Further, many attorneys will not agree to a flat fee arrangement, due to the varying nature of the criminal process. An attorney may also have a clause in a flat fee arrangement that allows them to increase the flat fee, should the case proceed to trial.
Hourly fees are by far the most common type of fee arrangement utilized by criminal defense attorneys. As discussed above, attorneys often feel that flat fee arrangements are not a dependable way of measuring the various factors and costs associated with representing a client facing criminal charges. Thus, accomplished and well-known attorneys often choose to charge clients by the hour instead of according to a flat rate.
Hourly billing rates will vary greatly, depending on the relative ability of the lawyer and your personal case circumstances. Typically, you can expect to pay $150 to $700 an hour for a criminal defense lawyer’s time. With an hourly fee structure, it is not uncommon for legal bills to get into the $10,000 to $15,000 range quickly.
A lawyer who works on an hourly rate may also require the payment of a retainer fee. A retainer may cover a certain amount of that lawyer’s time. After the retainer is expended, either the hourly rate will kick in, or the attorney will have you refresh the retainer and bill their hourly rate against it.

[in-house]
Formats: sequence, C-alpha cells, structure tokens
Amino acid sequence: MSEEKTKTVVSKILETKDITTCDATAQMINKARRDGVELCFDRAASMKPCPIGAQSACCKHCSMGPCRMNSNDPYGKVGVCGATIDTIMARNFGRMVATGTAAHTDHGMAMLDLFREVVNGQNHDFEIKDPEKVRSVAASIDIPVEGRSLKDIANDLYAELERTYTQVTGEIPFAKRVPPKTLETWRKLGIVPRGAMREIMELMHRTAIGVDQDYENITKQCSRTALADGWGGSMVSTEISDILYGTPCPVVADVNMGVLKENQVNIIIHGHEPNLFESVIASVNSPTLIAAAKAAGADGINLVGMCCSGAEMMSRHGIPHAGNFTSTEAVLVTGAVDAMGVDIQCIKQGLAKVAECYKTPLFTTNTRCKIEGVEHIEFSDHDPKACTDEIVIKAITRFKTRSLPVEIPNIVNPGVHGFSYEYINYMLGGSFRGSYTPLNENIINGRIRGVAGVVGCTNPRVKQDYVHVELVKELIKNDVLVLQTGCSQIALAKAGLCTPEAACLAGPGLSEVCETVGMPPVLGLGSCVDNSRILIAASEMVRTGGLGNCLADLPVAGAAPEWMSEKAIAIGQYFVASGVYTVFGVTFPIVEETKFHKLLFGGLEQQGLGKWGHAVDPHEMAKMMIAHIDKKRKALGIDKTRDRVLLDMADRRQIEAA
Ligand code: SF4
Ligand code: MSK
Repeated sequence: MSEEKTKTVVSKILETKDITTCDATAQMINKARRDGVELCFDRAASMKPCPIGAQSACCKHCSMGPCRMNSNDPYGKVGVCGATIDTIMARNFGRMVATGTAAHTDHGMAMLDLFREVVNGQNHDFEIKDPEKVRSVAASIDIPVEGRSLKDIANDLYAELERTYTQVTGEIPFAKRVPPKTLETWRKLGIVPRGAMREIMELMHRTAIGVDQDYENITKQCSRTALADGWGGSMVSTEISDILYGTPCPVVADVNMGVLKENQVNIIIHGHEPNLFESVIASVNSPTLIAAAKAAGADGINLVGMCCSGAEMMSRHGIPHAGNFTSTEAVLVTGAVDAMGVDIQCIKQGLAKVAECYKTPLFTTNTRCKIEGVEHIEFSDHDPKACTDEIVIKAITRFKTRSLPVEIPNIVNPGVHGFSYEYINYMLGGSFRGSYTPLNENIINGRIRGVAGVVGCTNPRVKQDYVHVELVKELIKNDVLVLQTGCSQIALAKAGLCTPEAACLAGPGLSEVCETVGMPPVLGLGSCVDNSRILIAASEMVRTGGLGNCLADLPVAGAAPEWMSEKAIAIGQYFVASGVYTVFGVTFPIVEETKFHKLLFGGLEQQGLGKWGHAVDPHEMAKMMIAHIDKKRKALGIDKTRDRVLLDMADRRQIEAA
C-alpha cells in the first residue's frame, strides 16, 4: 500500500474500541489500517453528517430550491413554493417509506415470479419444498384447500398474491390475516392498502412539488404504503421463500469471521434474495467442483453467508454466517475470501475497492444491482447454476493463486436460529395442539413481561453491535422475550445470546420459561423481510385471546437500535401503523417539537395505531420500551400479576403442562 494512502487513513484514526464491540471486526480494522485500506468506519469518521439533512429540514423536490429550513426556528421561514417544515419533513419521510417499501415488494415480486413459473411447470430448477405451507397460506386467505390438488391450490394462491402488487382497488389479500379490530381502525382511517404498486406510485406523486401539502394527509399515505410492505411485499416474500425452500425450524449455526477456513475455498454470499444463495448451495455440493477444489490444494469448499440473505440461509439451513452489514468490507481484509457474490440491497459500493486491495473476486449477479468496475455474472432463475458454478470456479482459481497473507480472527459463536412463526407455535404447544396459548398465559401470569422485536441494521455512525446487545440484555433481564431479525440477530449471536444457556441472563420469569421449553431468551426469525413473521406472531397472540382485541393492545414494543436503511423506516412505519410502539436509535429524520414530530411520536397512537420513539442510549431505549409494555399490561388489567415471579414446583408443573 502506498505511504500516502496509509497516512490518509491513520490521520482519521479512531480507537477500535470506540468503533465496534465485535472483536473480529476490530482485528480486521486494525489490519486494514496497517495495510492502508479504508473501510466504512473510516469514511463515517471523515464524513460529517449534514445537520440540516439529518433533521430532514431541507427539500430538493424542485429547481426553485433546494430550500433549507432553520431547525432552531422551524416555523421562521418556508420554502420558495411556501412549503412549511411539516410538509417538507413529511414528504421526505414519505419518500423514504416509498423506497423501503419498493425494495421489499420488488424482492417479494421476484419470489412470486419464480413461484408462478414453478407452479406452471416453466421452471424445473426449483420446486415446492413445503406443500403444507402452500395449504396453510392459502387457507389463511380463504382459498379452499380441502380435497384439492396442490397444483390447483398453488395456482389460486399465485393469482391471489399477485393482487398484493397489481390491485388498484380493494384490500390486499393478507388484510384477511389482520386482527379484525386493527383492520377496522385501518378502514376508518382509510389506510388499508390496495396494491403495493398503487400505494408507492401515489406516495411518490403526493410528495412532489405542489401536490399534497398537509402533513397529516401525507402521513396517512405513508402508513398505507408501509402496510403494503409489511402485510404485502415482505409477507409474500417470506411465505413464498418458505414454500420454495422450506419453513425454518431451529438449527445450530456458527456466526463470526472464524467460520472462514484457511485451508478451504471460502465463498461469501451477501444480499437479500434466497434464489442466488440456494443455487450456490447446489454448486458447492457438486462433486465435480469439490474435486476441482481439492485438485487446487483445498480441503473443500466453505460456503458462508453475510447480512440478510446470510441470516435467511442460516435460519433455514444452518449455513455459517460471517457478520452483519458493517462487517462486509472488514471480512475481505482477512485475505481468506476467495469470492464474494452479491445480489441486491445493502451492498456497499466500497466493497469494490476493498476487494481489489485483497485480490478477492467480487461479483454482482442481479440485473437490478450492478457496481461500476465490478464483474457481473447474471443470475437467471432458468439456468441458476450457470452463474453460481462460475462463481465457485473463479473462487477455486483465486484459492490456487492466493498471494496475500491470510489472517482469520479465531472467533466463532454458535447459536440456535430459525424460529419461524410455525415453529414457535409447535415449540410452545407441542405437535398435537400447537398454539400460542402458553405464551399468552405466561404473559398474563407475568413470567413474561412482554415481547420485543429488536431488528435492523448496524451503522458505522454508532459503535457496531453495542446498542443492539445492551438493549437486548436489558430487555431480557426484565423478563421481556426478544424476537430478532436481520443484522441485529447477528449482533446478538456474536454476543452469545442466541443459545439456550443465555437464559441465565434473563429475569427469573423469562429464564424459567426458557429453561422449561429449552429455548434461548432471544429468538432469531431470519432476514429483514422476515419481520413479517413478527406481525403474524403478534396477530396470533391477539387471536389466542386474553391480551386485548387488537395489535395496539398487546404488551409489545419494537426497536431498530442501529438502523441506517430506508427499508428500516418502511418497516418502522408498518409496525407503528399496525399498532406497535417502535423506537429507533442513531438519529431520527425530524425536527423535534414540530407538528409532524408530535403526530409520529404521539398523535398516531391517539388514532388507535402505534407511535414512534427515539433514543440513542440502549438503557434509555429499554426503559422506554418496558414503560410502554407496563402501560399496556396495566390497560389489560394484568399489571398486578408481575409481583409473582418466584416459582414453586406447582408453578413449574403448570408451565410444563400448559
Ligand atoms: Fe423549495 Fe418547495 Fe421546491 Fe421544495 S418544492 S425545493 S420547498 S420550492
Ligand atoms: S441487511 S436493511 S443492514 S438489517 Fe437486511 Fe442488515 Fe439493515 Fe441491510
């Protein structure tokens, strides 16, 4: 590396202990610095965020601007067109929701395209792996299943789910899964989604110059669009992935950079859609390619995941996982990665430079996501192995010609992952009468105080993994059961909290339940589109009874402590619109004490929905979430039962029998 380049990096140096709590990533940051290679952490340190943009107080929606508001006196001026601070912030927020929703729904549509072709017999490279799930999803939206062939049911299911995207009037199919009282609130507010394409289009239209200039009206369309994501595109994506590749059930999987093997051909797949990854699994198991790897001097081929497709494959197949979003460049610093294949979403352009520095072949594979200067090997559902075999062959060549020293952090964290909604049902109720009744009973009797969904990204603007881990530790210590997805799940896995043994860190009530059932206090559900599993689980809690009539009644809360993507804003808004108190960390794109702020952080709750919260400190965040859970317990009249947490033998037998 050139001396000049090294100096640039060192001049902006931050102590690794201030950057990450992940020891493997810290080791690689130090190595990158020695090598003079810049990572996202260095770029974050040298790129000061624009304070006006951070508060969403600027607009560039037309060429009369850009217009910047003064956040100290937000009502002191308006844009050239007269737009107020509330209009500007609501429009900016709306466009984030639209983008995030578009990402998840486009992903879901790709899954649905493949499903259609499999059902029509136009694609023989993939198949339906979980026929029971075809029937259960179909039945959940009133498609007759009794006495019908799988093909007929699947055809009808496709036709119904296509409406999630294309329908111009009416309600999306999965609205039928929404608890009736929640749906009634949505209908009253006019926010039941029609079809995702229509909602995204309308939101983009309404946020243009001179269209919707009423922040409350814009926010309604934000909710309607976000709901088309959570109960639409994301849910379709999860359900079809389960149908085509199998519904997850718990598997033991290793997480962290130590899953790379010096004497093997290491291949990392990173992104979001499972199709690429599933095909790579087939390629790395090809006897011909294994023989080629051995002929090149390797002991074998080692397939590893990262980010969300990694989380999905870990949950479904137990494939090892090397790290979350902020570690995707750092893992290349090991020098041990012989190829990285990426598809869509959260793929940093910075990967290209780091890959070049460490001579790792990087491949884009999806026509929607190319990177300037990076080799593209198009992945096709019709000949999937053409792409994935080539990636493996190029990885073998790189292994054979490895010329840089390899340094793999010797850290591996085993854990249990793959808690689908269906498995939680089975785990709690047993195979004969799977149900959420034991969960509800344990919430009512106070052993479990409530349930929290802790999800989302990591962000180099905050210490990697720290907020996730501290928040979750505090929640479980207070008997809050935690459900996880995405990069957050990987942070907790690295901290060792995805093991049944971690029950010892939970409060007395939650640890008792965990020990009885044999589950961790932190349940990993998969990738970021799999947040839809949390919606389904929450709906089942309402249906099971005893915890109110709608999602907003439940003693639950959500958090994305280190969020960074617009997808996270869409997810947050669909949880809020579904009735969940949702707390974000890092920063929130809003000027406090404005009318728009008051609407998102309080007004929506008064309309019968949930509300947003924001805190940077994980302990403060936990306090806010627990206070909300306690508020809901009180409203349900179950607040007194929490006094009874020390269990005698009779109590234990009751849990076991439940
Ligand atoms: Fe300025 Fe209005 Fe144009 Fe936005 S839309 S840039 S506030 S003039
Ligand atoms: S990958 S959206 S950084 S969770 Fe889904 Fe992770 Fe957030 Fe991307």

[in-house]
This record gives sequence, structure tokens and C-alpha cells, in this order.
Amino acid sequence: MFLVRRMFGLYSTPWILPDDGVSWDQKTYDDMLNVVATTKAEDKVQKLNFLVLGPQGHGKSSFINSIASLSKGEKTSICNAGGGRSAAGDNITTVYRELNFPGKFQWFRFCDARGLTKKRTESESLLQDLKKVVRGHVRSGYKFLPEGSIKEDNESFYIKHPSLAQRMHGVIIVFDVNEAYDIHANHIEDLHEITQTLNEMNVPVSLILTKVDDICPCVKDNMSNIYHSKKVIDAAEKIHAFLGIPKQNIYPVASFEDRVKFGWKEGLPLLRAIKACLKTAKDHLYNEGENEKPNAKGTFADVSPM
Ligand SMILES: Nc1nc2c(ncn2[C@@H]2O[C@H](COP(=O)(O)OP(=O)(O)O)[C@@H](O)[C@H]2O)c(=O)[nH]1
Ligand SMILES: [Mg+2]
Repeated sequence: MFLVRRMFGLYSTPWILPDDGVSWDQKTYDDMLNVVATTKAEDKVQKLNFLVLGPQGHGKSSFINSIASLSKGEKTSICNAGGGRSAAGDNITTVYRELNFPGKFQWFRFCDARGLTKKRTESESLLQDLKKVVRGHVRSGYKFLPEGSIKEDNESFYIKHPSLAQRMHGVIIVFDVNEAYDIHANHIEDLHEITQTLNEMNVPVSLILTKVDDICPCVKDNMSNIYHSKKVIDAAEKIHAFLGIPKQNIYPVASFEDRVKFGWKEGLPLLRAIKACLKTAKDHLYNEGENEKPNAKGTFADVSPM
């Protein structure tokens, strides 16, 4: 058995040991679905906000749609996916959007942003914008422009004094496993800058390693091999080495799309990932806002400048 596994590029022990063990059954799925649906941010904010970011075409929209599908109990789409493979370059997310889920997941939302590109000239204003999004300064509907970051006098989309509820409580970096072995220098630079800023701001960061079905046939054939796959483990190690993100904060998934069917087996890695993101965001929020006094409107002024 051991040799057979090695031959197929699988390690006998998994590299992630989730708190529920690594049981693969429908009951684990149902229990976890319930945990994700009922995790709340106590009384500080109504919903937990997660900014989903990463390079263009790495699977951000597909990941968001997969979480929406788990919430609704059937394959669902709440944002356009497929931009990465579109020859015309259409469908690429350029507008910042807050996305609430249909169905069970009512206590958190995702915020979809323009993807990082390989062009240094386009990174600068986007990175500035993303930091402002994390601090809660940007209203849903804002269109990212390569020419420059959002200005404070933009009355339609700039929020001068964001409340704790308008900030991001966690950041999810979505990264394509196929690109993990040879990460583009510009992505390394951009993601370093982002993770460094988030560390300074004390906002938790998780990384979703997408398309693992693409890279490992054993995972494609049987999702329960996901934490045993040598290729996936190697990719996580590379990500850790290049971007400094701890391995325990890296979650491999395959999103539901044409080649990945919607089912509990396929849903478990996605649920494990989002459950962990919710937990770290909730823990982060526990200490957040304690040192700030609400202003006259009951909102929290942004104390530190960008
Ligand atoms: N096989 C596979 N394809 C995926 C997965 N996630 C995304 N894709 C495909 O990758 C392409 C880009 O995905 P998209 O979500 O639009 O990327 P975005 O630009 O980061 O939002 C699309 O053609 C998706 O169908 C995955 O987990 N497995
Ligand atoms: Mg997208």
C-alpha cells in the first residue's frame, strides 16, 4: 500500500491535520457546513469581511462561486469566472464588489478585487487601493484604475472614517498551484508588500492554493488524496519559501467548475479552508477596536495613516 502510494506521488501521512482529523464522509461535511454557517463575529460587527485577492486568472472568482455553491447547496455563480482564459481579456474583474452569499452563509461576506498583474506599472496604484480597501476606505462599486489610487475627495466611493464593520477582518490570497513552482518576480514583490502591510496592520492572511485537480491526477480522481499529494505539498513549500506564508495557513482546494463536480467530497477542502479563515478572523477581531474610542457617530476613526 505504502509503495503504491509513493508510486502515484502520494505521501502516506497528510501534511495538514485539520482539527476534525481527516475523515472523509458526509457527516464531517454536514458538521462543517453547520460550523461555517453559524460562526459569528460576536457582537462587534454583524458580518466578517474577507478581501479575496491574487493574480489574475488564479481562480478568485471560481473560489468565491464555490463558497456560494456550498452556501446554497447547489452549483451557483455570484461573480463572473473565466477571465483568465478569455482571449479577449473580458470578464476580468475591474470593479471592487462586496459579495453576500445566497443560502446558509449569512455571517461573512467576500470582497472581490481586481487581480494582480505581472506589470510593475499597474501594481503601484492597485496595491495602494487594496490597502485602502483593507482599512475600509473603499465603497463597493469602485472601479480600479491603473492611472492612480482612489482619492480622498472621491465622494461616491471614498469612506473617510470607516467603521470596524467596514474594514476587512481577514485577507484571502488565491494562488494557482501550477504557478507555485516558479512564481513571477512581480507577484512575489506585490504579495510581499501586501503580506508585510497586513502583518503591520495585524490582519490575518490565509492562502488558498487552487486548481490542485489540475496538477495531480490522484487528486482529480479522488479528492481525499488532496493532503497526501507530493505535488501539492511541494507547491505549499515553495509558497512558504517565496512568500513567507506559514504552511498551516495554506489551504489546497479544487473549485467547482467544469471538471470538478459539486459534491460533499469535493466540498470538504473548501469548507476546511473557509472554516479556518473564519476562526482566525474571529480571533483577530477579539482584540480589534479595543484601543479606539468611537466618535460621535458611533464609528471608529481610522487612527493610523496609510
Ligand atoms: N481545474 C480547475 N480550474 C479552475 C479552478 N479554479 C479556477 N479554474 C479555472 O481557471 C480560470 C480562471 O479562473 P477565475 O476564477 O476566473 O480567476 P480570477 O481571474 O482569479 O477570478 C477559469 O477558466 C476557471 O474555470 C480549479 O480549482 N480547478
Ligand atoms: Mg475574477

Even if you wish to plead guilty or represent yourself “pro se,” it is extremely important to first consult an experienced attorney before you respond to any criminal prosecution. At a minimum, a criminal defense attorney will ensure that the charges brought against you are appropriate, given the facts of the case and advocate on your behalf to receive the lowest possible penalty.
The criminal procedure process is a complex matter, and the nuances of the differences of criminal charges are even more complex. For example, suppose that a person is caught leaving a jewelry store with a $100 necklace. The shop owner, furious over the incident, tells the police it was a $1,000 necklace.
The difference between the values is the difference between petty theft, which carries a misdemeanor charge, and grand theft which carries a felony charge. While a person has the right to proceed in their own defense, even experienced criminal lawyers will admit to not wanting to defend themselves.
If you have been charged or arrested under suspicion of committing a crime, you should contact an experienced criminal defense attorney immediately. A well-qualified criminal defense attorney will be able to help you assert any available defense to the charges brought against you, defend you in court, and guide you through the entire criminal process.
It is especially important to consult with an attorney if you are facing trial, and in some cases a court appointed attorney, known as a public defender, may be provided to assist you.